Music for Practicing Scales and Modes

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This article originally appeared on Ethan Hein’s blog.

Are you trying to learn scales and patterns, but finding it hard to make yourself practice?

Do yourself a favor, and practice over actual music. A student asked me to make him a playlist of harmonically static music that’s good for practicing over, so I thought I would share it with everyone. The music in this post is perfect for working out scales. Each track stays in a particular key or mode for long stretches of time, and has a slow or medium tempo.

You can dig deep into the scales associated with each one without needing to worry about form or rapid chord changes. Here’s the Spotify playlist.

And, brush up on any of the following scales and modes in Soundfly’s free online course, Music Theory for Bedroom Producers.

Miles Davis

“Shhh Peaceful” — D Mixolydian (or blues, or major, or really anything).
“In a Silent Way/It’s About That Time” — The slow part is E major (or Lydian, or blues), the funky part is F Mixolydian (or blues, or Dorian).

“He Loved Him Madly” — C Phrygian (or blues, or natural minor, or any minor scale).

John Coltrane

“India” — G Mixolydian (or blues, or major, or really anything).

“Spiritual” — C natural minor (or blues, or Dorian, or any minor scale).

Fela Kuti

“Overtake Don Overtake Overtake” — G Dorian (or blues, or any minor scale).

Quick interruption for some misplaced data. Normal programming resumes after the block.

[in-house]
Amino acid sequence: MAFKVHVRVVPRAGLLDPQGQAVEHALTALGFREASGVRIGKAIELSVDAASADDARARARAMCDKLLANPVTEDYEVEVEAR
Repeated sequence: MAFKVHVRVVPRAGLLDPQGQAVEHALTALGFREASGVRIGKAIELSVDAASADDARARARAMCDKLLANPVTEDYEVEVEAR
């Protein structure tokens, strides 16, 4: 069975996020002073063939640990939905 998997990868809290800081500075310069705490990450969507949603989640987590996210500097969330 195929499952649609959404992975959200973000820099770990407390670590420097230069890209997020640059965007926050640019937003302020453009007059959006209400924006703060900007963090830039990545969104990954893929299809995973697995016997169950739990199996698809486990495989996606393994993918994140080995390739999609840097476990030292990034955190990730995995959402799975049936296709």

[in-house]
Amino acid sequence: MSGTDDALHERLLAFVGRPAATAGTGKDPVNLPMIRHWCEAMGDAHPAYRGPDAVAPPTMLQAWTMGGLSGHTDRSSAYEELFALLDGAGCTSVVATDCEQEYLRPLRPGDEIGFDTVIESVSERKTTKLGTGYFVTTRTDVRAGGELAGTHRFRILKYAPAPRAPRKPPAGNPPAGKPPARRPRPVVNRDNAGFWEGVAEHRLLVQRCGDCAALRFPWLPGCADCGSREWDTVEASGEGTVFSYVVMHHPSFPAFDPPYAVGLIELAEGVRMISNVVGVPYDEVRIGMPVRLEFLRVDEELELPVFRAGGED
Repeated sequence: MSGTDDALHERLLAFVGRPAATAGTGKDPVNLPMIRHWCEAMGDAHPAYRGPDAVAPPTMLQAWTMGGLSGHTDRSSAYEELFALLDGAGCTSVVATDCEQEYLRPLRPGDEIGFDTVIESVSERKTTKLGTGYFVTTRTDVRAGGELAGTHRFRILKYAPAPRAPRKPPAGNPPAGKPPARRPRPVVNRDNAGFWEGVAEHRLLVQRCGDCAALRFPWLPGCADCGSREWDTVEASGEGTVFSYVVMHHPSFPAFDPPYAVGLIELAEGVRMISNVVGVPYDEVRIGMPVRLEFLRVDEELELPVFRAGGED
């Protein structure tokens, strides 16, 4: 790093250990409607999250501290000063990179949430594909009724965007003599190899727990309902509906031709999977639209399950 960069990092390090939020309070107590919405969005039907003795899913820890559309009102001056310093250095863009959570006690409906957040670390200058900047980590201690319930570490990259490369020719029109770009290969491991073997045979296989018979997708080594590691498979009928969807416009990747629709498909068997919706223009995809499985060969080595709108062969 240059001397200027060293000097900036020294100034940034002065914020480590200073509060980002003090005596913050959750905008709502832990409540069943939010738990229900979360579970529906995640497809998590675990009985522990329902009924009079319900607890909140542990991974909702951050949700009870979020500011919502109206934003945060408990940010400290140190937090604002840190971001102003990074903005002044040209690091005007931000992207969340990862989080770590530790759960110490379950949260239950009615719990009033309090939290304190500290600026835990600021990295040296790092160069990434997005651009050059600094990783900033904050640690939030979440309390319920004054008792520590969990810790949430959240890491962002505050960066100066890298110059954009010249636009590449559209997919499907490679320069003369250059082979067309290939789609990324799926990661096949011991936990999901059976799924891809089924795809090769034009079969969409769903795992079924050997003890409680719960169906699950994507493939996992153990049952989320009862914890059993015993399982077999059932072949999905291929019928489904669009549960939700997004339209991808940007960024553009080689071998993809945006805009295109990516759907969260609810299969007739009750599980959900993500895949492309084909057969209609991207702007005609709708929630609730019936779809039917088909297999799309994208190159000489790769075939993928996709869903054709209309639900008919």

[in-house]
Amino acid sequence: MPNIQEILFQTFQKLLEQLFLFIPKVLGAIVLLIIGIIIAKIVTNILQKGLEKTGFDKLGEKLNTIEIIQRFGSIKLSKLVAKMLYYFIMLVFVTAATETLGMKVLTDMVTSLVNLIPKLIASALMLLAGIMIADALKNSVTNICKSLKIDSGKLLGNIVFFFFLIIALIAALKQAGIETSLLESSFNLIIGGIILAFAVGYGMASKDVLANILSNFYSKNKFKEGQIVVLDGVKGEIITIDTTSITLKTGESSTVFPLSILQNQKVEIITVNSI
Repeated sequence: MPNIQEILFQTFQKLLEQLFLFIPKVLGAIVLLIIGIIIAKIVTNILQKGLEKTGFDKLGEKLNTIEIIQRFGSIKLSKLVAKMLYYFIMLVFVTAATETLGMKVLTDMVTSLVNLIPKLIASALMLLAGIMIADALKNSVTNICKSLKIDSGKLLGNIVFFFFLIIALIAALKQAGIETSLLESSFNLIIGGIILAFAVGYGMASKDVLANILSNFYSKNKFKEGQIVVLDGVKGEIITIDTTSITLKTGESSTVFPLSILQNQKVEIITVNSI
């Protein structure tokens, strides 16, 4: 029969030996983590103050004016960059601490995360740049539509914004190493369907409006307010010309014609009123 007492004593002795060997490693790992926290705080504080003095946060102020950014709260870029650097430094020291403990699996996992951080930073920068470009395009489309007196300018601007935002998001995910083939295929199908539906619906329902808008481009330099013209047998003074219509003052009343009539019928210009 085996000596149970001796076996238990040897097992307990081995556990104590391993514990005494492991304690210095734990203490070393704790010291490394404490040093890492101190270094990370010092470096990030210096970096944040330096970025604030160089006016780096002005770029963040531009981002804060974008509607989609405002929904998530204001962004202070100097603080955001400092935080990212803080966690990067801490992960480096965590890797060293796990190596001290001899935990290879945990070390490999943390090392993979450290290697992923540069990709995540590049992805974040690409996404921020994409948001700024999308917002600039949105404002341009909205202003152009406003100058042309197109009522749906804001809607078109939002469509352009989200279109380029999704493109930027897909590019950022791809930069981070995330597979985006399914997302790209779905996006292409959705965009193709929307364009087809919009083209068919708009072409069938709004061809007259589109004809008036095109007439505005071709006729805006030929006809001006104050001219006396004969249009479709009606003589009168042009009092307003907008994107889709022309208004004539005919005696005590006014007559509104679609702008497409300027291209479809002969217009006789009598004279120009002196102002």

“Beasts of No Nation” — G natural minor (or blues, or any minor scale).

Thelonious Monk

“Green Chimneys” — A♭ Dorian, goes to B major on the bridge.

Herbie Hancock

“Fat Albert Rotunda” — F Dorian (or blues).

“Chameleon”B♭ Dorian (or blues) — Just skip the strange chromatic parts toward the end.

Michael Jackson

“Don’t Stop ‘Til You Get Enough” — B Mixolydian.

John Lee Hooker

“Bad Like Jesse James” — E blues (or Dorian, or natural minor).

Brian Eno

“Music for Airports” — Piano section is D major, voice section is F minor, brass part is sort of in B♭ major but is too out of tune to be worth playing over.

Various Artists

Here’s a great, long playlist of ’90s hip-hop instrumentals. You can figure out the key centers for these by trial and error easily enough. It’s a good exercise.

Please feel free to make more suggestions in the comments!

Don’t stop here…

Continue learning about music theory, composition, arrangement, harmony and chord progressions with Soundfly’s in-depth online courses, like Unlocking the Emotional Power of Chords, Introduction to the Composer’s Craft, and The Creative Power of Advanced Harmony. Subscribe for unlimited access here.

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